Background: The size of the spinal canal is a factor that contributes to the neurologic deficits associated with cervical OPLL and CSM. We investigate the development of neurologic deterioration after minor trauma and the clinical results of decompressive surgery in cervical spinal stenosis retrospectively. Method: We treated 200 cases (98 cervical OPLLs and 102 CSMs) of cervical spinal stenosis for 8 years. There were 63 (33.5%) minor trauma cases to the cervical spine in 200 patients. Of these 63 patients, 18 developed myelopathy, 13 showed deterioration of preexisting myelopathy, and no neurologic change was observed in 32 patients. The neurologic status was assessed by the JOA score. The patients were divided into 2 groups according to the residual cervical spinal canal diameter: group I (<10 mm cervical spinal canal) and group II (≥10 mm cervical spinal canal). Results: Neurologic outcome depended on the diameter of the residual spinal canal; 22 of the 25 patients in group I developed neurologic deterioration, whereas that occurred in 8 of the 38 patients in group II (P < .05). After surgical decompression, 8 patients in group I and 30 patients in group II came out with an improved JOA score of more than 50% (P < .05). Conclusion: Even indirect minor trauma to the neck can cause irreversible changes in the spinal cord if there is marked stenosis of the cervical spinal canal. It may be beneficial to check lateral radiograph of the cervical spine as a screening tool for early detection of cervical spinal stenosis especially in Asian people older than 40 years.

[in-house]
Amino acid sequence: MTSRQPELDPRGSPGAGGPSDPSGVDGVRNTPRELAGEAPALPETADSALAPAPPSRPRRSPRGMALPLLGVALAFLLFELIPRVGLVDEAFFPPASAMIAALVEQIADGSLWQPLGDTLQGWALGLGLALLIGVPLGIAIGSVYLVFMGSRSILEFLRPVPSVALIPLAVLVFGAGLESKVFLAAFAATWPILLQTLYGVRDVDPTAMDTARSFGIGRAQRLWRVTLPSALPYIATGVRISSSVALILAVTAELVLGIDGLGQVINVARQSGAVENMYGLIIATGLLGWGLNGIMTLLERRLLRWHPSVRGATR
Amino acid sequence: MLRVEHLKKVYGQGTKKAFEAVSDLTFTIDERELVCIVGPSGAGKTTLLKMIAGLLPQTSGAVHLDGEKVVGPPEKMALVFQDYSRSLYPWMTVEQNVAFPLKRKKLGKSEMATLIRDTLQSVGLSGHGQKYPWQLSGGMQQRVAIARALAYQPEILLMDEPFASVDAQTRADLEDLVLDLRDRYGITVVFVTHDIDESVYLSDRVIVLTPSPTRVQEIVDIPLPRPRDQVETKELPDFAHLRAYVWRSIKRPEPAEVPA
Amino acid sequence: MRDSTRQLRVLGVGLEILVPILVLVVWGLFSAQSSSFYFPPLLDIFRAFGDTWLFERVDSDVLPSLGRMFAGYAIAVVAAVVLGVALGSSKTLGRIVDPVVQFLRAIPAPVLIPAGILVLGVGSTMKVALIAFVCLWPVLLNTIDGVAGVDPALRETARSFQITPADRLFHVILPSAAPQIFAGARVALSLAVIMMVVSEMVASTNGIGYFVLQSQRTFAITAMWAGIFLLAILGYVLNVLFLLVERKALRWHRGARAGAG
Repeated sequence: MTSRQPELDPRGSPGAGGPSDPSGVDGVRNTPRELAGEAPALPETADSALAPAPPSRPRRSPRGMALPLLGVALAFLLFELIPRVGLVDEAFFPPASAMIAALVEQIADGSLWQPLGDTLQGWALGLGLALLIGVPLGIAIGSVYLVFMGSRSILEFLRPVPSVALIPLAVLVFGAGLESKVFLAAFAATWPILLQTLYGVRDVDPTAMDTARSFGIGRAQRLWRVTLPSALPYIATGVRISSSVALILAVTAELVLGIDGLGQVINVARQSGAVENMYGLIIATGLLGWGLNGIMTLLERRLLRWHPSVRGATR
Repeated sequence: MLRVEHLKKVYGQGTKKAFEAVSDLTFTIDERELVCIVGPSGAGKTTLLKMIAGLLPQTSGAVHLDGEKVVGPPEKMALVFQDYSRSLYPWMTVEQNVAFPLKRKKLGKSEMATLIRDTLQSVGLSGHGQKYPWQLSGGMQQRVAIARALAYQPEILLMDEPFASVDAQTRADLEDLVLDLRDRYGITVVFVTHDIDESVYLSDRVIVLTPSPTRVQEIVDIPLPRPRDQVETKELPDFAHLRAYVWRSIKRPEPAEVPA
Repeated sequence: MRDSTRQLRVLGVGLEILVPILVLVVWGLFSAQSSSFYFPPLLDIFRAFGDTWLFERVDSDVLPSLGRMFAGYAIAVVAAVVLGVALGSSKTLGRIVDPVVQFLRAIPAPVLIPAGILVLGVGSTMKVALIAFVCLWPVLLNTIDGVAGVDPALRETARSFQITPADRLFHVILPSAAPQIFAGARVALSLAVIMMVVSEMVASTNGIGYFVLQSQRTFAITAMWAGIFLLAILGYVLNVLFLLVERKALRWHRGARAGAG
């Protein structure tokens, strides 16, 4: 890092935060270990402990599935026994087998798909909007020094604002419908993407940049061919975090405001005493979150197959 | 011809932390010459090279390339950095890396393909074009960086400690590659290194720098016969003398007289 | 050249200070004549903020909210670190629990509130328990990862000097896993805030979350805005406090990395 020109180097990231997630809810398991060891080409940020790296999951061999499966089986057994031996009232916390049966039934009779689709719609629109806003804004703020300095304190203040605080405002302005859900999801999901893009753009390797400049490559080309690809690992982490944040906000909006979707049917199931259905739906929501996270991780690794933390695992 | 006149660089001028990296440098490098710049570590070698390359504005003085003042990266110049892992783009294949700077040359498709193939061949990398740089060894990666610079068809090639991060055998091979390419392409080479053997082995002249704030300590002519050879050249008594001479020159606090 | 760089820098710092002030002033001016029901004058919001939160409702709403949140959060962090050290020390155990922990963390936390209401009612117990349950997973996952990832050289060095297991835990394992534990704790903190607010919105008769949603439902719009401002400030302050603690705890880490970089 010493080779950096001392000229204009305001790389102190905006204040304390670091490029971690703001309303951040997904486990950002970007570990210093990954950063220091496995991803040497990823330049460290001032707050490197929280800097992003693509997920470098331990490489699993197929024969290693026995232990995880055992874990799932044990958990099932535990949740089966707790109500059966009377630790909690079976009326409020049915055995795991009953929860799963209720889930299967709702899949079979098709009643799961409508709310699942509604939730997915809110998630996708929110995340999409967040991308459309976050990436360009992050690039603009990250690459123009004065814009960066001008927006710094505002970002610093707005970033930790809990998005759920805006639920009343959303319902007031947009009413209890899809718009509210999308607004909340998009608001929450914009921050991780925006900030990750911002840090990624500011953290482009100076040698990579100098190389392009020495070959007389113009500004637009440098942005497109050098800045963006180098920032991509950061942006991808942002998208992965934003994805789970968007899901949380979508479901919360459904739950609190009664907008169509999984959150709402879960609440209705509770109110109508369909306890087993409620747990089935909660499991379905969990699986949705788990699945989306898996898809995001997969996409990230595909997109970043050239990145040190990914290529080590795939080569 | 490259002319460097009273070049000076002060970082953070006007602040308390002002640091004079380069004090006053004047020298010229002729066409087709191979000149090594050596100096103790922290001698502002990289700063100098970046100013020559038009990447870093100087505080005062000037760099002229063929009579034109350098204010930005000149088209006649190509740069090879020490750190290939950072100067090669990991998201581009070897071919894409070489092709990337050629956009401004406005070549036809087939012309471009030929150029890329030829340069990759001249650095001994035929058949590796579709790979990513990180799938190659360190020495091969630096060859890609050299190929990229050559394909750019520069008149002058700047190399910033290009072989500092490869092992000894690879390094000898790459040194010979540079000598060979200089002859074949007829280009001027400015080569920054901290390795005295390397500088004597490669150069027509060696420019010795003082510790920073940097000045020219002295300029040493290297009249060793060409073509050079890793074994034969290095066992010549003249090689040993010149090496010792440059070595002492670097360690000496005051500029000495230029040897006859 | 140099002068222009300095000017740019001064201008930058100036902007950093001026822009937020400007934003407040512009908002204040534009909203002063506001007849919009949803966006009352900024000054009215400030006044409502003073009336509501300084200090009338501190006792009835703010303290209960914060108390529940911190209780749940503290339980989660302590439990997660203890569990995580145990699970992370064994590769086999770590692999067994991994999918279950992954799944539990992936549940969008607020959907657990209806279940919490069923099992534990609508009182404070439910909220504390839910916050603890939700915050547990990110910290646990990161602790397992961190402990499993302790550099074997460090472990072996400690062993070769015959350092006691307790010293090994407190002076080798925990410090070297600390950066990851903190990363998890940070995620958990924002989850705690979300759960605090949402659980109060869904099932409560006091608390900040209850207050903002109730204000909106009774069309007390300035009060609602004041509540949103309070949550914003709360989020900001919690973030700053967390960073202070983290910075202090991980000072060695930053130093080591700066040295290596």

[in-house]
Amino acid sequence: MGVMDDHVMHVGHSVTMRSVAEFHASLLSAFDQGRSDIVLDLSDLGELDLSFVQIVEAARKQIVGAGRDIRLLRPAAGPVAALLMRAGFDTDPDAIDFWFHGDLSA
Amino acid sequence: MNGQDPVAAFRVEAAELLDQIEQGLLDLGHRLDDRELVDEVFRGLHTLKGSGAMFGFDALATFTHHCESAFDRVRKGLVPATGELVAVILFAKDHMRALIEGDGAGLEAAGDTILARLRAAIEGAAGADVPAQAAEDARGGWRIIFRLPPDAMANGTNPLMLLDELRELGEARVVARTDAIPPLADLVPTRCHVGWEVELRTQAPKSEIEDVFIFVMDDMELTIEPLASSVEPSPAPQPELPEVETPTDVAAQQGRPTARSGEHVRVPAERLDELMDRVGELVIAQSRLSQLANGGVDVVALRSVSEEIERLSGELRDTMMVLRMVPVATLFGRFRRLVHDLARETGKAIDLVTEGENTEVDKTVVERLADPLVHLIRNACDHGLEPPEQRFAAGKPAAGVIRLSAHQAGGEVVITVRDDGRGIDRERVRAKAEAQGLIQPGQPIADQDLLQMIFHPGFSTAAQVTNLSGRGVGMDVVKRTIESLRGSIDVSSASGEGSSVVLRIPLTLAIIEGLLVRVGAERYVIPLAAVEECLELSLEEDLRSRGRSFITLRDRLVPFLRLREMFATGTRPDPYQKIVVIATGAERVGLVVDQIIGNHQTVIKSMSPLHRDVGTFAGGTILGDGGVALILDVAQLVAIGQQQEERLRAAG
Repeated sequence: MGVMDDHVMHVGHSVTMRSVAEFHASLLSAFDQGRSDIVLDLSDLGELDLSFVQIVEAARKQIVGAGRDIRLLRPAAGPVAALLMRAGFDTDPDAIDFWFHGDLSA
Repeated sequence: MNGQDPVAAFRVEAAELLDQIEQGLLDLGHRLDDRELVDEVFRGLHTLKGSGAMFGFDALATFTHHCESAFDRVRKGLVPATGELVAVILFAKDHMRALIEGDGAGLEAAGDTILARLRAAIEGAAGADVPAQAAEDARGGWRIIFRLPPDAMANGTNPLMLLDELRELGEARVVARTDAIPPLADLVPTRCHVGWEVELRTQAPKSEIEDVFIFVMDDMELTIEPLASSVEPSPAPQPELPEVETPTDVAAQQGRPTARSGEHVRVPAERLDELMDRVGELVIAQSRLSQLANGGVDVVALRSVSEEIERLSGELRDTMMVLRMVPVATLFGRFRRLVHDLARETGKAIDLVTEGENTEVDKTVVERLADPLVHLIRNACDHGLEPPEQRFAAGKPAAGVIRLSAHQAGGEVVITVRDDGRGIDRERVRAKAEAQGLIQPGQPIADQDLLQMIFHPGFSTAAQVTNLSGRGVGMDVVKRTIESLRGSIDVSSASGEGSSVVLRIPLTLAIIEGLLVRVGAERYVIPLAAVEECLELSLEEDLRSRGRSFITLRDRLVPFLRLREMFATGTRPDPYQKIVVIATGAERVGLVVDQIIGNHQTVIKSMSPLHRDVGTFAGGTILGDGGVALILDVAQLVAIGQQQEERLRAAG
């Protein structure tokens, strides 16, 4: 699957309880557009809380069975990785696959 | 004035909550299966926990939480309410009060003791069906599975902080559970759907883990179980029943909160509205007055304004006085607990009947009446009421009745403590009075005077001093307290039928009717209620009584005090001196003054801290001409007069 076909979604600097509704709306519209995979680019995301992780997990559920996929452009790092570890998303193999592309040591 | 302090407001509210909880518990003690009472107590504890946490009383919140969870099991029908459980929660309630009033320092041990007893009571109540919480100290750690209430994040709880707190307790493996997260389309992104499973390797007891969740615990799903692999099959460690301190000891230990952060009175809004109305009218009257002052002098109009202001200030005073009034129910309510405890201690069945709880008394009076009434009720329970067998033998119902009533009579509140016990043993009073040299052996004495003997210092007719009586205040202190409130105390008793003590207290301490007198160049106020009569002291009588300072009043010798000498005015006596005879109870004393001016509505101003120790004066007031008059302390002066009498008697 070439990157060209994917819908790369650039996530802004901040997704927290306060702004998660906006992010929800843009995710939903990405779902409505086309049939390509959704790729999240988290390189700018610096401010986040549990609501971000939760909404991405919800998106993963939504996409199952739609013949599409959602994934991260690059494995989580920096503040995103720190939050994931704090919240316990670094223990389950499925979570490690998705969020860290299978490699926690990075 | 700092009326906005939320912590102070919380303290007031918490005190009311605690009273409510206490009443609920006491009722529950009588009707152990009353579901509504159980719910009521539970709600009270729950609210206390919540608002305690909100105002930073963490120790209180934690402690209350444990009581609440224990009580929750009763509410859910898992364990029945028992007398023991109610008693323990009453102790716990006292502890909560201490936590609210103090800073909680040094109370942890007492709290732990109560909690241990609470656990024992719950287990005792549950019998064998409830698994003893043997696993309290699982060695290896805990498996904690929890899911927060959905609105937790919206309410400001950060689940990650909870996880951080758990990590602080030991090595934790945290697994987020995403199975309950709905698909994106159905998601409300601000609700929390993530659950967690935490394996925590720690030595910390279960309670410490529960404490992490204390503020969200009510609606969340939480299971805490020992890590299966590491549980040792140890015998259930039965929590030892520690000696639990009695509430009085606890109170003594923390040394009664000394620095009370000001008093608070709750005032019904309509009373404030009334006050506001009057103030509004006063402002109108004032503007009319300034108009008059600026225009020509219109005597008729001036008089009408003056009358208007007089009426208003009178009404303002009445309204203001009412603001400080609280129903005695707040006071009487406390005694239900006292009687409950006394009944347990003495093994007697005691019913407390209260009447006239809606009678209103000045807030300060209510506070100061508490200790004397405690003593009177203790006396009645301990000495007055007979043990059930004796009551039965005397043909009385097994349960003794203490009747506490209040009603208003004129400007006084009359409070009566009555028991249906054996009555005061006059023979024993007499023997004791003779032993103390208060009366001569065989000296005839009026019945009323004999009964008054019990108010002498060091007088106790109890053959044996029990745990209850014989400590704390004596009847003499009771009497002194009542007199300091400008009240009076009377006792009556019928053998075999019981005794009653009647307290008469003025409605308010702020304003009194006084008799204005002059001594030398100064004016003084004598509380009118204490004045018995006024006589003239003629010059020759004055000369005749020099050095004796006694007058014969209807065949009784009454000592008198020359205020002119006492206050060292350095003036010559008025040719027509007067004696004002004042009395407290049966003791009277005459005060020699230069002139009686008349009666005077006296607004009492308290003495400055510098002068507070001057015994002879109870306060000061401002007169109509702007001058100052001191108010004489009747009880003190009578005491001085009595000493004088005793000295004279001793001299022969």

All Science Journal Classification (ASJC) codes
- Clinical Neurology